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  1. #1

    Any reason for muni bonds in 15% tax

    My wife and inherited a sum of money last fall, which we are undecided about in terms of long term investing. I had the bad timing to invest a portion of it in two Fidelity muni funds, which dropped considerably after the election. I'm new to muni funds and was surprised by their performance, and should have done my homework better.
    Most of the money we inherited is still sitting in our money market account, earning a whopping 1% interest. I've been researching other investment options and it seems that in our tax bracket (15%), we would probably be better off investing in taxable bond funds. There seem to be plenty of taxable funds with higher yields, more diversification and less interest rate risk than munis. Is there any reason to even consider munis at our tax rate?
    We are both retired with most income needs met by our pensions, and our retirement savings are 60/40 stocks/bonds. No need to invest the inheritance in stocks, so prefer to keep it reasonably safe, but no immediate or short term need to spend it.

  2. #2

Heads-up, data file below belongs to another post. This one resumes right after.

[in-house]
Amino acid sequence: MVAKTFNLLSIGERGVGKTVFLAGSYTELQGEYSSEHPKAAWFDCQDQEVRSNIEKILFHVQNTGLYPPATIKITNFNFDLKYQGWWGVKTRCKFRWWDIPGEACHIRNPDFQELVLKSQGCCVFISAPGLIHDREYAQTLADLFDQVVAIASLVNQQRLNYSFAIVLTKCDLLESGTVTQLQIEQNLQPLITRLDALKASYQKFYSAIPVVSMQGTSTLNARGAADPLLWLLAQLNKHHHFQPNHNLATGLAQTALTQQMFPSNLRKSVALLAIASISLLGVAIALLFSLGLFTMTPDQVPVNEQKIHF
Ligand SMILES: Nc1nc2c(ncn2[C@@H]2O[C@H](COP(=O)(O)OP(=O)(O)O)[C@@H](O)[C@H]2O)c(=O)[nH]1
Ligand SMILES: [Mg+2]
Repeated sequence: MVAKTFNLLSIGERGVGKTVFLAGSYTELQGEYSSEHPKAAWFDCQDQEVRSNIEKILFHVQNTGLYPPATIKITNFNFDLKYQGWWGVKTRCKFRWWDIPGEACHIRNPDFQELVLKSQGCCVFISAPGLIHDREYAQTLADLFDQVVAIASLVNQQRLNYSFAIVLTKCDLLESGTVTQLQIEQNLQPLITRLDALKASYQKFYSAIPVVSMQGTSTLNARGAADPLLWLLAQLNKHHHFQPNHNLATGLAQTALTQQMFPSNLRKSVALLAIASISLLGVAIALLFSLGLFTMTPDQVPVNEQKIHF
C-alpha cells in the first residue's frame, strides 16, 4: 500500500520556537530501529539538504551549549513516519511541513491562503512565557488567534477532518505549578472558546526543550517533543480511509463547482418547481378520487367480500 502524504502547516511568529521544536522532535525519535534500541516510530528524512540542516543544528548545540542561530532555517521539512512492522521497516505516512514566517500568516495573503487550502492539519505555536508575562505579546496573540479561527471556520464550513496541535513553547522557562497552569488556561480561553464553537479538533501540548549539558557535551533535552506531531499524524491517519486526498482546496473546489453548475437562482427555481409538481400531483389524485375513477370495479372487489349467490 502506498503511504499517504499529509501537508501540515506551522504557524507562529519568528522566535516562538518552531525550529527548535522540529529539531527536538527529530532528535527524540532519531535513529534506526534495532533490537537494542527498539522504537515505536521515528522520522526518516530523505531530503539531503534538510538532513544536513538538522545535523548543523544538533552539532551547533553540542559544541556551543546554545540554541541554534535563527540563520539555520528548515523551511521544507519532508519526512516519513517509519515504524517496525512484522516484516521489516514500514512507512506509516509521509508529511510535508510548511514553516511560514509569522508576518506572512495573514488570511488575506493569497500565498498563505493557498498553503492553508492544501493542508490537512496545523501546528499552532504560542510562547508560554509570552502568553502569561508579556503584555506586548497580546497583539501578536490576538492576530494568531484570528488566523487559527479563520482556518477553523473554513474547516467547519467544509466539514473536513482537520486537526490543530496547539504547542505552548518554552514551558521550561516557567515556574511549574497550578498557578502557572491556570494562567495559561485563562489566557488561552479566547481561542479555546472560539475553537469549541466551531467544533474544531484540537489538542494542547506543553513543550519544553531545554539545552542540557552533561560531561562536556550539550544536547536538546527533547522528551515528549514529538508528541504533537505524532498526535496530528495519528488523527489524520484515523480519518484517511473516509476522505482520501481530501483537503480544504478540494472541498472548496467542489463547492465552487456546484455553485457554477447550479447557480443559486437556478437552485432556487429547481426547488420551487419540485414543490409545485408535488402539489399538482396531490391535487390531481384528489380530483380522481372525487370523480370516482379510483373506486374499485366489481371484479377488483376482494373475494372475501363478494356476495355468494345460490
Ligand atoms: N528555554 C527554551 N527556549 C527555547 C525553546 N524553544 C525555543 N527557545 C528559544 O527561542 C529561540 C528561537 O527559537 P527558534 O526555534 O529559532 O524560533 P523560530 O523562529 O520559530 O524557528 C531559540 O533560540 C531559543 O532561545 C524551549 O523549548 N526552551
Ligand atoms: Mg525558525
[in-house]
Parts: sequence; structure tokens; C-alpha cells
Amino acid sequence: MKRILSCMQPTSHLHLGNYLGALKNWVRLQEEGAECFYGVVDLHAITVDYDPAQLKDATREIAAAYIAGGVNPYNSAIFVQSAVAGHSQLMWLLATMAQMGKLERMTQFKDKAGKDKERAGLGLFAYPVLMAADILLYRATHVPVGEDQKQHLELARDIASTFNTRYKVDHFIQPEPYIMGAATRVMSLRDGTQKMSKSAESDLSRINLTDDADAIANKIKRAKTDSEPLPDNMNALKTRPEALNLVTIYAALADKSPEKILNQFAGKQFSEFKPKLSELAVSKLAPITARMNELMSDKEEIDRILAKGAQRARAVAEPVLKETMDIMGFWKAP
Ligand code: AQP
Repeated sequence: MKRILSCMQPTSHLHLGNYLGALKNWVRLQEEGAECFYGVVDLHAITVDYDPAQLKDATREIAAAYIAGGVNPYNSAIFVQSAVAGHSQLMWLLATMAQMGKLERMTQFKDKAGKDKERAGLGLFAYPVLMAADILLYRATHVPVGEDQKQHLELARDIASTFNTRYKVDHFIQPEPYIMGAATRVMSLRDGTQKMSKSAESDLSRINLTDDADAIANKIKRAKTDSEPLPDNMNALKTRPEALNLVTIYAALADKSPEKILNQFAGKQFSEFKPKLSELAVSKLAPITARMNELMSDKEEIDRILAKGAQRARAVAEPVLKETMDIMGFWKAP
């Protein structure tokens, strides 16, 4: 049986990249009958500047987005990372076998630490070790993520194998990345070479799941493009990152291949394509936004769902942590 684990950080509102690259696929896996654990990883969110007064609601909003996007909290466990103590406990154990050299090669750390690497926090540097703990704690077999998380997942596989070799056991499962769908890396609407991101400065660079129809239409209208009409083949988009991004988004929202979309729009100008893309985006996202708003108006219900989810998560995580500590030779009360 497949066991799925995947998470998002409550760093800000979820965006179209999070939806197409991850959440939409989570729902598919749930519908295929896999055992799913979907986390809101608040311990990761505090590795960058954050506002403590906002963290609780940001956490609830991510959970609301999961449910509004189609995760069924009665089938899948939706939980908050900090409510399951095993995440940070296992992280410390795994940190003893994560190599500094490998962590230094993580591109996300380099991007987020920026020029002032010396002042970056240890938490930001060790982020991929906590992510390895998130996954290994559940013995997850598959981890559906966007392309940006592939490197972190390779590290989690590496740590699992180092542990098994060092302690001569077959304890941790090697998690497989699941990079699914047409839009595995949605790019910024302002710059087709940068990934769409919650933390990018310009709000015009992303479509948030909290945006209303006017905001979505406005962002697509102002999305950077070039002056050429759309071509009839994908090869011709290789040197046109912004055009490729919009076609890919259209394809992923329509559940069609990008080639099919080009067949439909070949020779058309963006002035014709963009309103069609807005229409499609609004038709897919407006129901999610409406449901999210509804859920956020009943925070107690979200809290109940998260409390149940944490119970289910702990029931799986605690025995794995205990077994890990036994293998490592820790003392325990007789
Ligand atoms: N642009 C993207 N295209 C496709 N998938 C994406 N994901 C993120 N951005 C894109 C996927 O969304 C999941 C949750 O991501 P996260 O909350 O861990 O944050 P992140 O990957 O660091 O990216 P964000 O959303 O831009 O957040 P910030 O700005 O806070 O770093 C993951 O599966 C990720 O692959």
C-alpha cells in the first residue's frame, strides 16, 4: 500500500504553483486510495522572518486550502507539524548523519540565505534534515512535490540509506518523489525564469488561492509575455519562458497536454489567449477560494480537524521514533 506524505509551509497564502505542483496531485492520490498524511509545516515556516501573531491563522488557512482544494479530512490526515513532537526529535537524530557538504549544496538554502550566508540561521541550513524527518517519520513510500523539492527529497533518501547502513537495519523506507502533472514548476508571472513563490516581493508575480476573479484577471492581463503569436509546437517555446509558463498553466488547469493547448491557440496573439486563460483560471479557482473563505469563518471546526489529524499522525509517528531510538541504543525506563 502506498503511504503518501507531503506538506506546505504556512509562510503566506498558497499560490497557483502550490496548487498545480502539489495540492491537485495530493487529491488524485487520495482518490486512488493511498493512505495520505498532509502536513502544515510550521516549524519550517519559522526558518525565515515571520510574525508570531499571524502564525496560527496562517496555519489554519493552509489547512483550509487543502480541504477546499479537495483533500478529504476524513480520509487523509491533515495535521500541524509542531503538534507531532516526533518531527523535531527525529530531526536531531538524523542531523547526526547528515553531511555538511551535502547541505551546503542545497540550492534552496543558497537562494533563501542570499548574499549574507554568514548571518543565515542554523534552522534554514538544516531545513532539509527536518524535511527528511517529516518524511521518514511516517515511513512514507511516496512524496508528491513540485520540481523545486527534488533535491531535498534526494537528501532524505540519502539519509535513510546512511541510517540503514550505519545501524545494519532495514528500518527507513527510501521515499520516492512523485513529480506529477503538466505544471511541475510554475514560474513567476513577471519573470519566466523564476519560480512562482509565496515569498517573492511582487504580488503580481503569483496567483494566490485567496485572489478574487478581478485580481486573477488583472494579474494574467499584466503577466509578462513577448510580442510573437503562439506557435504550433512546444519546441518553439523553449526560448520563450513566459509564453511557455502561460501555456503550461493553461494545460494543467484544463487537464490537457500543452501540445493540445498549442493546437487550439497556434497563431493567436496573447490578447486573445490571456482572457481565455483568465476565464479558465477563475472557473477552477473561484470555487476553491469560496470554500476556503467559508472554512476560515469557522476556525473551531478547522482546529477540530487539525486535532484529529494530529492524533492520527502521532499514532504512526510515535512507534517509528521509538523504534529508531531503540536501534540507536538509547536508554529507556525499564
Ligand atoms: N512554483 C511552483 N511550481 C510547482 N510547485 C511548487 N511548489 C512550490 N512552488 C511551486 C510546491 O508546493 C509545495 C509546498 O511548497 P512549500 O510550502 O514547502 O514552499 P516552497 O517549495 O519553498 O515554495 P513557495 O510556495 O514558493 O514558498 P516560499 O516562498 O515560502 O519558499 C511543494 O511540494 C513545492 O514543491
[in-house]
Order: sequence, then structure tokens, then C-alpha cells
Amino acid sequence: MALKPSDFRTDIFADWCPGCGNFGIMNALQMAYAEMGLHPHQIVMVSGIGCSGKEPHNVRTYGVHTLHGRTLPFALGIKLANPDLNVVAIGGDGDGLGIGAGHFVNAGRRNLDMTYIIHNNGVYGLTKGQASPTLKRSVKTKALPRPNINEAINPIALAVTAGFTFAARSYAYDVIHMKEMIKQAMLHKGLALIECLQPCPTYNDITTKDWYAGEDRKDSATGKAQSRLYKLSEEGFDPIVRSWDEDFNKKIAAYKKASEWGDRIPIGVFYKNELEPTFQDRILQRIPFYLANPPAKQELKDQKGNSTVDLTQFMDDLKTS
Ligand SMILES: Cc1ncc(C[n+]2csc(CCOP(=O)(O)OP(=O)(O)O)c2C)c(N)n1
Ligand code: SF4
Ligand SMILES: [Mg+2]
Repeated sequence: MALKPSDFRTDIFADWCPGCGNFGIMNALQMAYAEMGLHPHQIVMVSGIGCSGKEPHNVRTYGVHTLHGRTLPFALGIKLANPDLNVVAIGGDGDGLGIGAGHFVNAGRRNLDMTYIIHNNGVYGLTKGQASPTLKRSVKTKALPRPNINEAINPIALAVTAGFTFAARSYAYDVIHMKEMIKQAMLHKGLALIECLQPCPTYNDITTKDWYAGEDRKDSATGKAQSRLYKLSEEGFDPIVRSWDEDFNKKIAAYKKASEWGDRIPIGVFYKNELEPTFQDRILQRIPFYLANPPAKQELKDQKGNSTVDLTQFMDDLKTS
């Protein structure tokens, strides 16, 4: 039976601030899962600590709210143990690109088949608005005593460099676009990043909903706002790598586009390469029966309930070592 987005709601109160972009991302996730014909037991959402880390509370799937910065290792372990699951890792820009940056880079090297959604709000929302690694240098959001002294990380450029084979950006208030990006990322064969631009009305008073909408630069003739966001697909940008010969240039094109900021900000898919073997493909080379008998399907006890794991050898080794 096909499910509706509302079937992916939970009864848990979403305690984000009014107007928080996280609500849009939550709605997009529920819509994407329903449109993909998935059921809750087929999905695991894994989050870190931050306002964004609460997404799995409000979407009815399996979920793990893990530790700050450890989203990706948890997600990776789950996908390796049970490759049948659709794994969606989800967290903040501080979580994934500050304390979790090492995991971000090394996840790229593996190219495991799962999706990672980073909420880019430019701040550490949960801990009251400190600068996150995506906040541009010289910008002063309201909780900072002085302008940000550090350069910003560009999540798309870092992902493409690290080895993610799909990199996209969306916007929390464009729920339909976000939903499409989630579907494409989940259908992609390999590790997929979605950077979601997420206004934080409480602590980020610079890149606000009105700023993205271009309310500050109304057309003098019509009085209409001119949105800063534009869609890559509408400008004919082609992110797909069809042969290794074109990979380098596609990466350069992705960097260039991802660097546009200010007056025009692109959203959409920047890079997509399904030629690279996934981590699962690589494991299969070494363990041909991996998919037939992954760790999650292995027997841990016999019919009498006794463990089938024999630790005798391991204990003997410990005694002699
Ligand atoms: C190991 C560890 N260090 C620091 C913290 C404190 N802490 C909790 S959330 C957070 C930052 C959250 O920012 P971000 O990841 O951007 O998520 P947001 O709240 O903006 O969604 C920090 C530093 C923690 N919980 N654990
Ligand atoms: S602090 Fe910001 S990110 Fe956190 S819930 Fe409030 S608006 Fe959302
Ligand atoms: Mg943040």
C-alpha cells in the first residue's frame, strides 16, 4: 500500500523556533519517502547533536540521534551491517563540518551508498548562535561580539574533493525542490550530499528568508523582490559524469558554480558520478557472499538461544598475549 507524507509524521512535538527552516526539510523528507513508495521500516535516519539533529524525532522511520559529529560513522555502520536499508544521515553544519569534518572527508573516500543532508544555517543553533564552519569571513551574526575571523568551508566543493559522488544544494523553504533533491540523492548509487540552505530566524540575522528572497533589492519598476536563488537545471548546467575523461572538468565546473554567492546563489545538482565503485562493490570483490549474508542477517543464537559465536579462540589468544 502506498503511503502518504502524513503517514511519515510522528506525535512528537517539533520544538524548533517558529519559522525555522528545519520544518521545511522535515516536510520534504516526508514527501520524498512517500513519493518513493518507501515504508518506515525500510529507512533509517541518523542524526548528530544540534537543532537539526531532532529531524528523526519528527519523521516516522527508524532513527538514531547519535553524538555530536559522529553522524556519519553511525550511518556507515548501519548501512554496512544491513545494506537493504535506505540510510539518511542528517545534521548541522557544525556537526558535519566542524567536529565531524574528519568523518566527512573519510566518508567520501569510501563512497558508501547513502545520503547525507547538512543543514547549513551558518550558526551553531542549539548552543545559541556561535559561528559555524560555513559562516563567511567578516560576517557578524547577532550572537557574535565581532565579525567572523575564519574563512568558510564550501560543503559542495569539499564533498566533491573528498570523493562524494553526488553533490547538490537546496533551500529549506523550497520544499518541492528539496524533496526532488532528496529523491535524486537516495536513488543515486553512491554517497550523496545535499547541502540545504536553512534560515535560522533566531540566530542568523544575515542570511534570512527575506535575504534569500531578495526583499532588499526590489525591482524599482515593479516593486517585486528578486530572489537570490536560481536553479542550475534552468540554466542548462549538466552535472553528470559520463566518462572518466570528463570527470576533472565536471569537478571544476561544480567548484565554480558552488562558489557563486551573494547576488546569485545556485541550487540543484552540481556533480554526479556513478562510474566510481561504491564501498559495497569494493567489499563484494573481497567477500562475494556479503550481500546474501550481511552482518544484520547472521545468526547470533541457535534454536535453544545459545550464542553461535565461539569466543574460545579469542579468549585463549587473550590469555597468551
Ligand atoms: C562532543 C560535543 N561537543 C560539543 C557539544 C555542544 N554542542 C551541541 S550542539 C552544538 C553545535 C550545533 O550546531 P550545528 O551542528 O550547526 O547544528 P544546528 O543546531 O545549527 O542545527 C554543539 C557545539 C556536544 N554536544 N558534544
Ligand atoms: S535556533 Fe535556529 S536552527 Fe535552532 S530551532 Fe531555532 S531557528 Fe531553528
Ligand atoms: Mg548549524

Yes to keep taxable income in the 15% bracket where qualified dividends and LT cap gains are taxed at 0%. Once taxable income (not AGI) exceeds 75.9k for a married couple there are two separate tax rates that apply. First LT cap gains and qual dividends will be taxed at 15% to the extent that taxable income exceeds 75.9K. Second, the additional ordinary income (e.g., taxable bond interest) which replaces the tax exempt muni bond interest will also be taxed at 15%.
    Example: married couple with $75.9k taxable income including 10k of qualified dividends and 10k of interest from muni bonds is only taxed on 65.9k of income because qualified dividends and muni bonds are taxed at 0%. If the 10k muni bond income is replaced with 10k of taxable bond interest, the taxable income increases to $85.9k which results in 1.5k in taxes on the 10k of qualified dividends and an additional 1.5K of income tax on the 10k of taxable bond interest.
    Total tax increase due to substitution of taxable bonds for muni bonds is 3k.

  3. #3
    Yes to keep taxable income in the 15% bracket where qualified dividends and LT cap gains are taxed at 0%.
    Exactly .... the decision to use Munis versus Taxable Bonds is not just about the differential rate.

  4. #4
    Have you considered your likely tax bracket AFTER you've invested the inheritance in taxable fixed income products? And after forthcoming RMDs, if any? If you're still in 15% bracket then, I'd personally stick with higher yielding taxable products --- but it would never hurt to pay for a couple hours of fee-only advisor time

  5. #5
    You also might want to use Taxcaster, available free from Turbotax, to estimate your taxes. I use it rather than rely on our tax accountant. It's pretty accurate if you have a handle on your income and deductions.

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